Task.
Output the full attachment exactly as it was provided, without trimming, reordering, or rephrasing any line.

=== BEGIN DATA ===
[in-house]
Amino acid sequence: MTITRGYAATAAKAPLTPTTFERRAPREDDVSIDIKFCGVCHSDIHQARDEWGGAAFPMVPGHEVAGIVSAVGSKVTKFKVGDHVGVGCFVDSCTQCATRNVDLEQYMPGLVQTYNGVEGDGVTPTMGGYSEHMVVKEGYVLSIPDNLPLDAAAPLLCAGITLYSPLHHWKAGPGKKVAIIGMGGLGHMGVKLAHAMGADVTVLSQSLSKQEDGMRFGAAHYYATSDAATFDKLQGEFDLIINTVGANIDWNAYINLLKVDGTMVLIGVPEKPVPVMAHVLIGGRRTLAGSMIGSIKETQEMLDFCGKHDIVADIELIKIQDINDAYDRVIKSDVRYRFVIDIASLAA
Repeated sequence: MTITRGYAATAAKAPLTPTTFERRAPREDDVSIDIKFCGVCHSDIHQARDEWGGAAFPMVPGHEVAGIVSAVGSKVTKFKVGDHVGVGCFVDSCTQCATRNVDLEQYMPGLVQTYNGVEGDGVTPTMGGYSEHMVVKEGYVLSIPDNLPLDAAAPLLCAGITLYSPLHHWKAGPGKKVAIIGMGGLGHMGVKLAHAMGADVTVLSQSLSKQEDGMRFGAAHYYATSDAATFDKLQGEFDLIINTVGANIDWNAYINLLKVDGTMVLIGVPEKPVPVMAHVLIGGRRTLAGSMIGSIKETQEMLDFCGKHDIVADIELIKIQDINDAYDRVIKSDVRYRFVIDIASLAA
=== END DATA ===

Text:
[in-house]
Amino acid sequence: MTITRGYAATAAKAPLTPTTFERRAPREDDVSIDIKFCGVCHSDIHQARDEWGGAAFPMVPGHEVAGIVSAVGSKVTKFKVGDHVGVGCFVDSCTQCATRNVDLEQYMPGLVQTYNGVEGDGVTPTMGGYSEHMVVKEGYVLSIPDNLPLDAAAPLLCAGITLYSPLHHWKAGPGKKVAIIGMGGLGHMGVKLAHAMGADVTVLSQSLSKQEDGMRFGAAHYYATSDAATFDKLQGEFDLIINTVGANIDWNAYINLLKVDGTMVLIGVPEKPVPVMAHVLIGGRRTLAGSMIGSIKETQEMLDFCGKHDIVADIELIKIQDINDAYDRVIKSDVRYRFVIDIASLAA
Repeated sequence: MTITRGYAATAAKAPLTPTTFERRAPREDDVSIDIKFCGVCHSDIHQARDEWGGAAFPMVPGHEVAGIVSAVGSKVTKFKVGDHVGVGCFVDSCTQCATRNVDLEQYMPGLVQTYNGVEGDGVTPTMGGYSEHMVVKEGYVLSIPDNLPLDAAAPLLCAGITLYSPLHHWKAGPGKKVAIIGMGGLGHMGVKLAHAMGADVTVLSQSLSKQEDGMRFGAAHYYATSDAATFDKLQGEFDLIINTVGANIDWNAYINLLKVDGTMVLIGVPEKPVPVMAHVLIGGRRTLAGSMIGSIKETQEMLDFCGKHDIVADIELIKIQDINDAYDRVIKSDVRYRFVIDIASLAA